For Immediate Release
KDHE Office of Communications
Kansas’ immunization rates declined in 2006 according to a national report released today by the Centers for Disease Control and Prevention (CDC). The annual National Immunization Survey (NIS) provides state-level estimates of preschool immunization coverage among 19 to 35-month-old children. This year’s results mark the first year Kansas’ rates have declined since 2002.
Despite this year’s decline, Kansas children have been immunized at increasing rates over the last five years. The rate for the 4:3:1:3:3 series has increased 12.4 percent since 2002. The rate for the 4:3:1:3:3:1 series increased 15 percent for the same time period.
“This year’s survey results confirm that the health system is broken,” said KDHE Secretary Roderick L. Bremby. “Too many gaps exist that prevent all of our children from getting the immunizations they need, when they need them. Working with our partners to ensure that Kansas children are immunized on time remains one the state’s top priorities,” he said. “We need to ensure access for all children. Coverage for all children 0-5 is a great place to start.”
In order to address one of the gaps, KDHE is drafting regulations that would require immunization verification for daycare enrollment. “By requiring immunizations for children enrolling in daycare, we expect to have similar results that school entry requirements have produced,” said Bremby. “A recent study by the CDC shows that Kansas’ school entry rates exceed the 95 percent Healthy People 2010 goals for all required immunizations except varicella.”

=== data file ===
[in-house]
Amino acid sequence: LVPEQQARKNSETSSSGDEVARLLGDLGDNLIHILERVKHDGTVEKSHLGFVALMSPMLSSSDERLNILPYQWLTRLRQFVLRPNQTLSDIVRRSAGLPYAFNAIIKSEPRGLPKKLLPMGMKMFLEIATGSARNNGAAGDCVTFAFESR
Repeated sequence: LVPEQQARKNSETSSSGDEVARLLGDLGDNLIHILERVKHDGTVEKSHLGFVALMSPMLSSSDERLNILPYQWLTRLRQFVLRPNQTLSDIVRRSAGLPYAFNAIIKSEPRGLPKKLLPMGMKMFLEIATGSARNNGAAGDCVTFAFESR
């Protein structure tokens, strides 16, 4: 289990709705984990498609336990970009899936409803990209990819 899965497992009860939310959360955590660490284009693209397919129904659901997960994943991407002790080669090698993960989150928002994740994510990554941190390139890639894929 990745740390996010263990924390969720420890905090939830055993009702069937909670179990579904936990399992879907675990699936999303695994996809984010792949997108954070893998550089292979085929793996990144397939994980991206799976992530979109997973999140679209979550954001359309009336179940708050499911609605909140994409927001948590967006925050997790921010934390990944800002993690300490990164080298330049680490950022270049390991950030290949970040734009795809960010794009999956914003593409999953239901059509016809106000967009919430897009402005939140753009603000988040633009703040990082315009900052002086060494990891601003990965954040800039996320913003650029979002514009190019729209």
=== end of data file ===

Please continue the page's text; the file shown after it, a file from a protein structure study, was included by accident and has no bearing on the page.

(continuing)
Immunization rates for the 4:3:1 series (four doses of DTaP, three doses of polio vaccine, and one dose of measles-mumps-rubella vaccine) dropped 3.9 percent to 83.6 percent in 2006.
Immunization rates for the 4:3:1:3 series (four doses of DTaP, three doses of polio vaccine, one dose of measles-mumps-rubella vaccine, and three doses of haemophilus influenzae type b) dropped to 81 percent in 2006, a decrease of 5.2 percent from the 2005 data.
Rates for the 4:3:1:3:3 series (four doses of DTaP, three doses of polio vaccine, one dose of measles-mumps-rubella vaccine, three doses of hepatitis B, and three doses of haemophilus influenzae type b) decreased to 79.2 percent. This marks a 4.7 percent decrease from 2005.
Rates for the 4:3:1:3:3:1 series (four doses of DTaP, three doses of polio vaccine, one dose of measles-mumps-rubella vaccine, three doses of haemophilus influenzae type b, three doses of Hepatitis B, and one dose of varicella) dropped 1.9 percent to 70.1 percent for 2006.
Rates for several individual immunizations increased according to the survey. Pneumococcal rates increased 15.4 percent and 10.5 percent for the series of four and three doses respectively in 2006. The rate for the hepatitis B series increased 3.1 percent, while the varicella rate rose by 1.2 percent.
Since 2003, KDHE with its partners have made many changes to the Kansas immunization system, including incorporating recommendations established by the Governor’s Blue Ribbon Task Force. The following actions have be implemented aimed at increasing the state’s immunization rates.
I am disappointed in the survey results, but I have confidence that long-term changes to the Kansas immunization system will result in achieving and sustaining the rates at or above the Healthy People 2010 19-35 month immunization goal of 90 percent for the 4:3:1:3:3 series,” said Bremby. “The effect of school entry requirements gives me confidence that the results are achievable.”
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